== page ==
Visual Plagiarism is a multifaceted term. Like text based plagiarism, visual plagiarism is “the use in whole or in part of the work of others without crediting the source of the work through appropriate documentation”1.
Taking a non-text approach , Visual Plagairism “is copying and assuming the ideas of another artist or entity that owns the rights to their own visual material .2. This includes things like (1) borrowings ideas from another marketing campaign for your own and (2) taking an image, adapting it slightly then claiming it is significantly different .
In a classroom it is understood that artists do draw inspiration from others and will create works based on them. This is acceptable as long as the creator:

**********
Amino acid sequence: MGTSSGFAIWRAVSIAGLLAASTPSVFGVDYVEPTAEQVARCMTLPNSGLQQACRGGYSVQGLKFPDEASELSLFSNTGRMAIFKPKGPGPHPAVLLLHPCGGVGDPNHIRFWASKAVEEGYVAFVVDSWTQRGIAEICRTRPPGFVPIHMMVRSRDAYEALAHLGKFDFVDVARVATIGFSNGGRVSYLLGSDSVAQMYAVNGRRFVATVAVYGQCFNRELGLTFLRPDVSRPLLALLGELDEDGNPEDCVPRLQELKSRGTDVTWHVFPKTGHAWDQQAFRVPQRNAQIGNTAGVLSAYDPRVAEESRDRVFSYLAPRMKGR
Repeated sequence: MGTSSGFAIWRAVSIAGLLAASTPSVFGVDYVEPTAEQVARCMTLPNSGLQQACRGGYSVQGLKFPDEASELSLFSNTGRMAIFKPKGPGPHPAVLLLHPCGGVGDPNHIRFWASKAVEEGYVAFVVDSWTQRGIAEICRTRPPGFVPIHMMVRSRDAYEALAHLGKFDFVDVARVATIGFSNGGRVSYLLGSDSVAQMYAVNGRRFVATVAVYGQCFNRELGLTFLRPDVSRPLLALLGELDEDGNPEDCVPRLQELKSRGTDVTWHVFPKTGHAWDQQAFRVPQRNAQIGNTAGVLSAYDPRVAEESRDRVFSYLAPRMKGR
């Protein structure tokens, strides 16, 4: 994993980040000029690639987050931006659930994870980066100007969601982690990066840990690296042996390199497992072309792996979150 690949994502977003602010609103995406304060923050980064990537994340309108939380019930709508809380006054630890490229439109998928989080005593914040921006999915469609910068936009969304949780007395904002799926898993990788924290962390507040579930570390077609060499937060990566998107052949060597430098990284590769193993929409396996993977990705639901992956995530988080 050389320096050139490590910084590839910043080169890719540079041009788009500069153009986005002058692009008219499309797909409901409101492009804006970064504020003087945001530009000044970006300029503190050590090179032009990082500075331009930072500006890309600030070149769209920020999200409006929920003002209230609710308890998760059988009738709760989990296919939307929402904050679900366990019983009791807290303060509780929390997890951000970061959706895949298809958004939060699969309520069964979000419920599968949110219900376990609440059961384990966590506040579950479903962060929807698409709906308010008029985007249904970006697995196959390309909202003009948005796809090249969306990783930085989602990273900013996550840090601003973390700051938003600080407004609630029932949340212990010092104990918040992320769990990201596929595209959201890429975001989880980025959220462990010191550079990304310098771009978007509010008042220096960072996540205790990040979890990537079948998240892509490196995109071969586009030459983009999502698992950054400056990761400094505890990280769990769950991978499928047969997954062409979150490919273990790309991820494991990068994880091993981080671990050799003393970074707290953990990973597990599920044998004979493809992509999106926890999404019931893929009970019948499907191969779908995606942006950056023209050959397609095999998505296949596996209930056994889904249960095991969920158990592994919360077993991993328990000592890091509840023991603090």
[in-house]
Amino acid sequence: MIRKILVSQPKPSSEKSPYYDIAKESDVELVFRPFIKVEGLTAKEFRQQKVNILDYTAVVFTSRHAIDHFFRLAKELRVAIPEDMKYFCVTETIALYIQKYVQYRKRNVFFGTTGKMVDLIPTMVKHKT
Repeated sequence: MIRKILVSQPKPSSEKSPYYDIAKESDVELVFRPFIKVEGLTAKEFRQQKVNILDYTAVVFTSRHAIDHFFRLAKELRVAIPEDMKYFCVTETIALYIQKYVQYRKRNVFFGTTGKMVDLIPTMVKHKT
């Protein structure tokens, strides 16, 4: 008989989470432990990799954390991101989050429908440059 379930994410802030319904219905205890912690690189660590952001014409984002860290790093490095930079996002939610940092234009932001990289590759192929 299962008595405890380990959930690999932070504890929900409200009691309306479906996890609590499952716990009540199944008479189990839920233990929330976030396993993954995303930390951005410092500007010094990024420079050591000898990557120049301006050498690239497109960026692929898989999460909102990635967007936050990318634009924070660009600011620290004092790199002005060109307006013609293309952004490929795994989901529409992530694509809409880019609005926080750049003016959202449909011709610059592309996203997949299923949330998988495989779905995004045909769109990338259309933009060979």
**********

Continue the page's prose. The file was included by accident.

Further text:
Outside of academia creators need to be very careful as there are legal / trademark implications.
To avoid Visual Plagiarism:
For some example of what to avoid, see the slideshare by Meier. It provides four really good examples of controversial visual plagiarism cases.
1. Centre for Advancement of Teaching and Learning, University of Manitoba. Preventing Visual and Spatial Plagiarism. Available Online: https://centre.cc.umanitoba.ca/integrity/preventing-visual-plagiarism/
2. Meier. What is. Usual Plagiarism? Available online: https://www.slideshare.net/meier106/visual-plagiarism
3. Academy of Art University. Faculty Training: Visual Plagiarism. Available Online. http://faculty.academyart.edu/faculty/teaching-topics/tips/visual-plagiarism.html